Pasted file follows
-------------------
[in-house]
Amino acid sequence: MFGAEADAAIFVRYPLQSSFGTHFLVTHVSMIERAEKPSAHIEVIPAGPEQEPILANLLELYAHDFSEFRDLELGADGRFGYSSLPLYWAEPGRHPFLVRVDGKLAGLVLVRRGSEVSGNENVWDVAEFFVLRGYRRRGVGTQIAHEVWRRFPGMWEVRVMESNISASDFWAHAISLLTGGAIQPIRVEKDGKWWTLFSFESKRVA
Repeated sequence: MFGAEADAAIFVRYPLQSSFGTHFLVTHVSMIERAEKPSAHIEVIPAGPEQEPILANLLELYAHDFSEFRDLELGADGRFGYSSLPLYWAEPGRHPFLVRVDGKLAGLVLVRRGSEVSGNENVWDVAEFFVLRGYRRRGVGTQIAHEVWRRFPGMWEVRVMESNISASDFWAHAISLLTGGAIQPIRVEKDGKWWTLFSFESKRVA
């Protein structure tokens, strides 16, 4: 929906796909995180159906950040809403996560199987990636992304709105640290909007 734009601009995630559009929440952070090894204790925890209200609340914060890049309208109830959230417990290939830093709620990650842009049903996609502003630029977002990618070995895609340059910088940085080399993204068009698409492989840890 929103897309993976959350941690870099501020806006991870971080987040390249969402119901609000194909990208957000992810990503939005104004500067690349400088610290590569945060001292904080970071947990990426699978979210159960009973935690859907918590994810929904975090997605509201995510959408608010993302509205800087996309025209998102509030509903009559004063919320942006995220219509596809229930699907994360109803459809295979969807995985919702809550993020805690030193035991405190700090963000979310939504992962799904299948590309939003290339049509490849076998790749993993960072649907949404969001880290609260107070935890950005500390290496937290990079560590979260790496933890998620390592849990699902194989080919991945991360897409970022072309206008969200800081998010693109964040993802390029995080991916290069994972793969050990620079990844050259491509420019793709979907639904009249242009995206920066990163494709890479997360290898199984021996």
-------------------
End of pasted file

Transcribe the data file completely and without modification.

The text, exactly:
[in-house]
Amino acid sequence: MFGAEADAAIFVRYPLQSSFGTHFLVTHVSMIERAEKPSAHIEVIPAGPEQEPILANLLELYAHDFSEFRDLELGADGRFGYSSLPLYWAEPGRHPFLVRVDGKLAGLVLVRRGSEVSGNENVWDVAEFFVLRGYRRRGVGTQIAHEVWRRFPGMWEVRVMESNISASDFWAHAISLLTGGAIQPIRVEKDGKWWTLFSFESKRVA
Repeated sequence: MFGAEADAAIFVRYPLQSSFGTHFLVTHVSMIERAEKPSAHIEVIPAGPEQEPILANLLELYAHDFSEFRDLELGADGRFGYSSLPLYWAEPGRHPFLVRVDGKLAGLVLVRRGSEVSGNENVWDVAEFFVLRGYRRRGVGTQIAHEVWRRFPGMWEVRVMESNISASDFWAHAISLLTGGAIQPIRVEKDGKWWTLFSFESKRVA
């Protein structure tokens, strides 16, 4: 929906796909995180159906950040809403996560199987990636992304709105640290909007 734009601009995630559009929440952070090894204790925890209200609340914060890049309208109830959230417990290939830093709620990650842009049903996609502003630029977002990618070995895609340059910088940085080399993204068009698409492989840890 929103897309993976959350941690870099501020806006991870971080987040390249969402119901609000194909990208957000992810990503939005104004500067690349400088610290590569945060001292904080970071947990990426699978979210159960009973935690859907918590994810929904975090997605509201995510959408608010993302509205800087996309025209998102509030509903009559004063919320942006995220219509596809229930699907994360109803459809295979969807995985919702809550993020805690030193035991405190700090963000979310939504992962799904299948590309939003290339049509490849076998790749993993960072649907949404969001880290609260107070935890950005500390290496937290990079560590979260790496933890998620390592849990699902194989080919991945991360897409970022072309206008969200800081998010693109964040993802390029995080991916290069994972793969050990620079990844050259491509420019793709979907639904009249242009995206920066990163494709890479997360290898199984021996």